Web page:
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Talking about Abortion, Part V: Physicians Weigh In

Predictably, we got a lot of response to the latest set of questions and answers from the three anti-abortion readers. We'll be running some of those on Sunday, of course.

That said, we do want to address one point. We got a fair number of messages pointing out that we criticized CNN for bothsides-ism last week, and suggesting that by giving perspectives on both sides of the abortion issue, we are guilty of the same. We get plenty of unkind and/or critical e-mails, and that's not a problem because it comes with the territory. But we are not pleased by the implication that we are hypocrites.

When CNN has a town hall with Donald Trump, or when The Washington Post runs the knee-jerk columns of Hugh Hewitt, or when MSNBC sticks some Republican into their lineup of talking heads on election night, we are not left with the impression that there's an honest attempt to illuminate things for viewers/readers. No, we are left with the impression that they are trying to be all things to all people, in search of eyeballs/ratings, and/or that they are trying to undermine criticism that they are "biased." Maybe our impressions are right, and maybe they are wrong, but when we look at something like the Trump event, we have a very, very hard time believing that CNN staged that out of some sense of civic duty.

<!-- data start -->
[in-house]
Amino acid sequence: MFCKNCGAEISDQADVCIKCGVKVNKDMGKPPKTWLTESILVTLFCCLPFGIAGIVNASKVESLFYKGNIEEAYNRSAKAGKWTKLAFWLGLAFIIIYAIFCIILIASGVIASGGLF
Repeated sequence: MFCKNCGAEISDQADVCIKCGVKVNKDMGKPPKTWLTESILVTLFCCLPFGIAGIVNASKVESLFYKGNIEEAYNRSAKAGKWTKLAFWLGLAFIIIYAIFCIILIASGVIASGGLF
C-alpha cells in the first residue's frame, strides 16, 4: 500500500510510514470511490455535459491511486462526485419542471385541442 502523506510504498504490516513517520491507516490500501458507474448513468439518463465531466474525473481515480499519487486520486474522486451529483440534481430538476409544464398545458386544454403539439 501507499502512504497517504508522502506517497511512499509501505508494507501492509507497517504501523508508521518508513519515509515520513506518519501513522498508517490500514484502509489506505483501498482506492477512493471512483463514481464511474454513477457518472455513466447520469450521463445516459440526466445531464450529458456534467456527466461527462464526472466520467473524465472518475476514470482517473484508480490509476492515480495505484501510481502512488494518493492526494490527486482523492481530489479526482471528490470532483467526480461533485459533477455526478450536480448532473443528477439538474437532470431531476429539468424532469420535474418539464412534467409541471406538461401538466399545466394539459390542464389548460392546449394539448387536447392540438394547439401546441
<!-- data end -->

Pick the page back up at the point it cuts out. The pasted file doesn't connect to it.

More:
By contrast, as we have already explained, these abortion questions and answers came about because we got a questions in the mailbox about "what anti-abortion advocates think" that we were not in a position to answer. We eventually built up so many of these that we sought out people who are able to answer. In response to the feedback we got to the first installment of that, it occurred to us that it would be best to also hear from some readers who serve as a counterpoint. To the extent there's any bothsides-ism going on, it's that we added the pro-choice perspectives, not that we ran the anti-abortion perspectives in the first place.

But the fact is that it's not bothsides-ism. Our motivation isn't to drive page views or attract subscribers or any of that. We are not making a largely empty gesture in response to criticism from outsiders. We are both educators, and we concluded that, for at least some readers, this exercise is instructive. That's where our motivation begins and ends. We have plenty of e-mails that suggest we are correct about this; they are far more numerous than the unkind e-mails.